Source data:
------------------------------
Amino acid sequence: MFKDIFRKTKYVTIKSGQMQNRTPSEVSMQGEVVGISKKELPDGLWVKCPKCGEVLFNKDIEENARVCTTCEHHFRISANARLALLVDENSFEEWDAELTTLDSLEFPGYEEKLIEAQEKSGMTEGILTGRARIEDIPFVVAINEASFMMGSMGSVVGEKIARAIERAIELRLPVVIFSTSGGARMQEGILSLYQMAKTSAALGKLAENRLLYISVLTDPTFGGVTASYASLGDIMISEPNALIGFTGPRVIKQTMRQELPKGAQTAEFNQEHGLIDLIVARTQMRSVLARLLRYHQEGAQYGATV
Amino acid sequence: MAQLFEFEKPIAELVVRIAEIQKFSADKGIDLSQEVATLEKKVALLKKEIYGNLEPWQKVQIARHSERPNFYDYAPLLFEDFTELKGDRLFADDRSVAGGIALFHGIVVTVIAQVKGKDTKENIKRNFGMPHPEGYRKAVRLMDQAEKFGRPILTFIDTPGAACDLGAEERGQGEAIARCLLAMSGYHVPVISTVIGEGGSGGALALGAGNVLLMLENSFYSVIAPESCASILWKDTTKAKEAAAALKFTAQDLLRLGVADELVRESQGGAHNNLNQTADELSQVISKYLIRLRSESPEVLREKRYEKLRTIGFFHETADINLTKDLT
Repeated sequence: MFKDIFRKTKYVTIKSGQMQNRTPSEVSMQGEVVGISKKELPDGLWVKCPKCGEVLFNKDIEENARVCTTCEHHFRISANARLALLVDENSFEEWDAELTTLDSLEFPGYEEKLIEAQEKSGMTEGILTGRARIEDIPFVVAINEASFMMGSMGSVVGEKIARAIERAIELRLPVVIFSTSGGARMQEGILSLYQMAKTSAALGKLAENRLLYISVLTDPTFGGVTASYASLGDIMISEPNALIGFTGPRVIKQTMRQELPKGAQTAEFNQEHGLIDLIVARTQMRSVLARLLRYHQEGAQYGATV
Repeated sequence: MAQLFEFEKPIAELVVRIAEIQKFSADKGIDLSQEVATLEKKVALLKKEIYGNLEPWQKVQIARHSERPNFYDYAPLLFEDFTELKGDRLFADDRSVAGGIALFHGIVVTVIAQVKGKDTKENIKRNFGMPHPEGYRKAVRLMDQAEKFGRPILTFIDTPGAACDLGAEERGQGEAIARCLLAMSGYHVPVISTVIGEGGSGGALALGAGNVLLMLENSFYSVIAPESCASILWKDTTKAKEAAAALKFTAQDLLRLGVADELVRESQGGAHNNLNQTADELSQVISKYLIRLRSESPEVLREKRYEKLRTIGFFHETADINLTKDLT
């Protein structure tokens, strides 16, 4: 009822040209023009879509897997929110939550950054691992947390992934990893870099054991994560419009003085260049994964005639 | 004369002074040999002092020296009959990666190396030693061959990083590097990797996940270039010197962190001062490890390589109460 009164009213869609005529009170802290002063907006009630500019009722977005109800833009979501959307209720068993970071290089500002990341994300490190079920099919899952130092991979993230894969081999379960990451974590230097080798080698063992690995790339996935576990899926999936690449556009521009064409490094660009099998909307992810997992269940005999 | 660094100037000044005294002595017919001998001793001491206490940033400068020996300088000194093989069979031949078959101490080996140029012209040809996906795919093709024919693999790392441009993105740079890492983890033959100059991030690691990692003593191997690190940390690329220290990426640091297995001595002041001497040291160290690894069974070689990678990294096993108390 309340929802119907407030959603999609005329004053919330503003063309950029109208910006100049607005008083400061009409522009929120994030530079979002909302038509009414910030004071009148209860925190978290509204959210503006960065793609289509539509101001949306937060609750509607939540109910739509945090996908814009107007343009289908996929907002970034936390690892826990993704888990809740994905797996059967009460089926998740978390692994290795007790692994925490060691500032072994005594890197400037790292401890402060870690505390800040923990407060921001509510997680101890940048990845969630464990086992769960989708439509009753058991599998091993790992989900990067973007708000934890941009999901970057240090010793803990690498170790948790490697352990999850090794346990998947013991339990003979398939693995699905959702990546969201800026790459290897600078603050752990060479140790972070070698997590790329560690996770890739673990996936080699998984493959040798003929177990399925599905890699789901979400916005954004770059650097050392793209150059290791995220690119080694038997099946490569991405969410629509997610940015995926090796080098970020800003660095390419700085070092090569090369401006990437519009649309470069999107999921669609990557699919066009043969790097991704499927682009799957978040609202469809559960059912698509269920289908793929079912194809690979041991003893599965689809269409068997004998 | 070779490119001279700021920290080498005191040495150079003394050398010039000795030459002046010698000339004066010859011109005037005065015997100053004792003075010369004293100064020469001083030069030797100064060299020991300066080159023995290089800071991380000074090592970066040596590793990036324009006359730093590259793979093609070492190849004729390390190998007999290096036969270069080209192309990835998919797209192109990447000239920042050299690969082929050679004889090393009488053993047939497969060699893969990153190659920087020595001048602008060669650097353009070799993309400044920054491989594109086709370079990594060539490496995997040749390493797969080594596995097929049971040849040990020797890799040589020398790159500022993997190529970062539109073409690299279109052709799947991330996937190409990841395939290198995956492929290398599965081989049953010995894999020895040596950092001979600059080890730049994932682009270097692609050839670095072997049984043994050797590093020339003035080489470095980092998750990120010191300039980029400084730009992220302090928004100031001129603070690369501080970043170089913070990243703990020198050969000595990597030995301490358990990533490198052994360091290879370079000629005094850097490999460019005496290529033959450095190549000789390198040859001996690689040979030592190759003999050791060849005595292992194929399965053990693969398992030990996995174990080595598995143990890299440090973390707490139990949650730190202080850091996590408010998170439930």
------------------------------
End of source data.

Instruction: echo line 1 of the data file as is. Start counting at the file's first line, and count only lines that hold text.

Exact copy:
Amino acid sequence: MFKDIFRKTKYVTIKSGQMQNRTPSEVSMQGEVVGISKKELPDGLWVKCPKCGEVLFNKDIEENARVCTTCEHHFRISANARLALLVDENSFEEWDAELTTLDSLEFPGYEEKLIEAQEKSGMTEGILTGRARIEDIPFVVAINEASFMMGSMGSVVGEKIARAIERAIELRLPVVIFSTSGGARMQEGILSLYQMAKTSAALGKLAENRLLYISVLTDPTFGGVTASYASLGDIMISEPNALIGFTGPRVIKQTMRQELPKGAQTAEFNQEHGLIDLIVARTQMRSVLARLLRYHQEGAQYGATV